818.609 You Don’t Look Like Anyone I Know: A True Story of Family, Face Blindness, and Forgiveness, by Heather Sellers (2010).
I’ve always thought of myself as being terrible at remembering faces (not to mention names!), so I was intrigued when I heard a bit recently about face blindness, a condition in which a person has difficulty recognizing the faces of even the most familiar people. When I took an online test of facial recognition, though, my results were solidly average– I recognized the vast majority of the faces, often without having to think about them. (The ones I tended to flub were public figures in the UK– probably because I get almost all of my news via the radio and so am only familiar with faces that show up often on magazines in grocery store checkout lines.) It’s a little embarrassing when I fail to recognize someone who I met the previous week, but I could easily remedy the problem by just paying attention and putting more effort into remembering people.
For people who are truly face blind, the implications of the condition are far more profound; they can see faces and comprehend them as such, but they have no idea if they’ve ever seen any particular face before. An individual with severe face-blindness can’t even recognize the face of his or her own spouse! Most face-blind people come up with ways to work around the problem, like recognizing hairstyles, gait, voice, and other clues. Still, imagine how damaging it can be for any relationships, from casual acquaintance to work colleagues to marriage, to fail to recognize the people with whom you interact all the time.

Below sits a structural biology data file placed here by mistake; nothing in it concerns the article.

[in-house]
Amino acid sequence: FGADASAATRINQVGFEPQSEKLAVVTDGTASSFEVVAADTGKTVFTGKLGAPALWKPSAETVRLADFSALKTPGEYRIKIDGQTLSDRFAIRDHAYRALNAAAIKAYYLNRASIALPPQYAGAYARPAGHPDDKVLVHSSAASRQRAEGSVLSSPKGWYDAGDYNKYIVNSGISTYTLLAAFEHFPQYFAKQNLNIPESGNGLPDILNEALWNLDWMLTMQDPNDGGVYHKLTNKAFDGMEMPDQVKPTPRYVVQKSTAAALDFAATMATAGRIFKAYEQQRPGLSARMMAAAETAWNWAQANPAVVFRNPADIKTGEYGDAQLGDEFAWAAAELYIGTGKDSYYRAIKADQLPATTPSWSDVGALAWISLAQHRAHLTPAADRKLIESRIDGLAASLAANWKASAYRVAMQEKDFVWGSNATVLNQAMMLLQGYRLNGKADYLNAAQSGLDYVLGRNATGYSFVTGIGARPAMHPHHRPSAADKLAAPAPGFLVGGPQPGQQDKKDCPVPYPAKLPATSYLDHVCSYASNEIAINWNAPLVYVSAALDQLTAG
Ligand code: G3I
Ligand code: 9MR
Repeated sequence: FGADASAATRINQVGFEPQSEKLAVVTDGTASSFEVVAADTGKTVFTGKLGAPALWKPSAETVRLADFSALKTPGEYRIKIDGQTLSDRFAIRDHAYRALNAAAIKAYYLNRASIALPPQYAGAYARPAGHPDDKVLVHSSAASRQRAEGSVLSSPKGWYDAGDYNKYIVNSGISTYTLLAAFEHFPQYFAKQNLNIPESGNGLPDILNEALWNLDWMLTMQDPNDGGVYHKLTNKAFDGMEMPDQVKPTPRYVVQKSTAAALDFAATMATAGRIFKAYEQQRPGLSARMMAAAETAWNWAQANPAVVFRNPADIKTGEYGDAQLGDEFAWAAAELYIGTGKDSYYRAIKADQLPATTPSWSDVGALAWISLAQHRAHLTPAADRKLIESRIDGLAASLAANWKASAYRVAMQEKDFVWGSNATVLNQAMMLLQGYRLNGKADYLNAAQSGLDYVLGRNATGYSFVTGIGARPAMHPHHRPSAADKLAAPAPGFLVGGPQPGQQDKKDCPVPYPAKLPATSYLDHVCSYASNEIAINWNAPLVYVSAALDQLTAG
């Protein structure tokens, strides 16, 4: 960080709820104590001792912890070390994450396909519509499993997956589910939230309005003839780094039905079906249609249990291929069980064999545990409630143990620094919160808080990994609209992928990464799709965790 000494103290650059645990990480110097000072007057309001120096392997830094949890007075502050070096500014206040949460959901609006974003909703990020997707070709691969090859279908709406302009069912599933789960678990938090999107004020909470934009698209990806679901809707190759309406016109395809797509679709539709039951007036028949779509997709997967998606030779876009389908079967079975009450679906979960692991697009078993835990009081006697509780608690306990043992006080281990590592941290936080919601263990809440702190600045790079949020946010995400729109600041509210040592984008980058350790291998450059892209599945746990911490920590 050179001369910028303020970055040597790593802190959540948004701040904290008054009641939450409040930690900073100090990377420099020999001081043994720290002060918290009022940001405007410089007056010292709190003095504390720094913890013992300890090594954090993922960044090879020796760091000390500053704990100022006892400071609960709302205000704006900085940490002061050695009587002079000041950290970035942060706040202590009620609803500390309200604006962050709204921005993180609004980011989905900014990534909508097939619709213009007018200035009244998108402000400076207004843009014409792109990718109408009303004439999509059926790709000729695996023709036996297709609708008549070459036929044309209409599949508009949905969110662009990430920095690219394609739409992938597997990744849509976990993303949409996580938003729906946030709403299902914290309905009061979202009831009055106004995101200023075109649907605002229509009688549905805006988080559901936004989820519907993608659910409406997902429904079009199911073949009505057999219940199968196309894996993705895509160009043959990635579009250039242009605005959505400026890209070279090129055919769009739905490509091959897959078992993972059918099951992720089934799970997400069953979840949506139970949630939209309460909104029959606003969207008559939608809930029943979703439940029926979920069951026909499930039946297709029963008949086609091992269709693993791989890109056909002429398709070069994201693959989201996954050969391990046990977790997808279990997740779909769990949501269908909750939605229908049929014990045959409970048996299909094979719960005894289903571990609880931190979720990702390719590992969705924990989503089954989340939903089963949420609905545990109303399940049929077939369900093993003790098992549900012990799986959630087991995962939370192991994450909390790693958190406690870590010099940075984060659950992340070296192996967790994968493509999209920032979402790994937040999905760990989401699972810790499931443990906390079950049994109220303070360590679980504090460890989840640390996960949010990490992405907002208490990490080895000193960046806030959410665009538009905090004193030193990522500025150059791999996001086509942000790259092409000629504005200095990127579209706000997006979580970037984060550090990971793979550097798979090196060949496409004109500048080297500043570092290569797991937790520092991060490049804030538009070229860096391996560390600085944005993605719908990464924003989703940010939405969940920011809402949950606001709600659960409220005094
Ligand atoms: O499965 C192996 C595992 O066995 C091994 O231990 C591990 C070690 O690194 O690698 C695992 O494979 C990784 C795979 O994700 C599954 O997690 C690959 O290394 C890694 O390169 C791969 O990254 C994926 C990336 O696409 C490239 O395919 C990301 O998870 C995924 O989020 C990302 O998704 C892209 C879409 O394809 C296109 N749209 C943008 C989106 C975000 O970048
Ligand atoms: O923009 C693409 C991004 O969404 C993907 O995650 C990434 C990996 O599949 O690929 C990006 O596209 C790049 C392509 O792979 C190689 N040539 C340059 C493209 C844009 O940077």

I chose to read Sellers’ book because I thought it would give some insight into the social aspects of face blindness. The book did give a sense of how frustrating and isolating face blindness can be, but I hadn’t really realized that it’s largely a memoir of an unrelentingly grim childhood shaped by an alcoholic father and a mother with undiagnosed schizophrenia. Sellers is an excellent writer, but the subject matter is not for me.
My recommendation: Check out Radiolab, a science program out of WNYC, and listen to the podcast about two well-known individuals who are profoundly face-blind : neuroscientist Oliver Sacks and (portrait!) artist Chuck Close.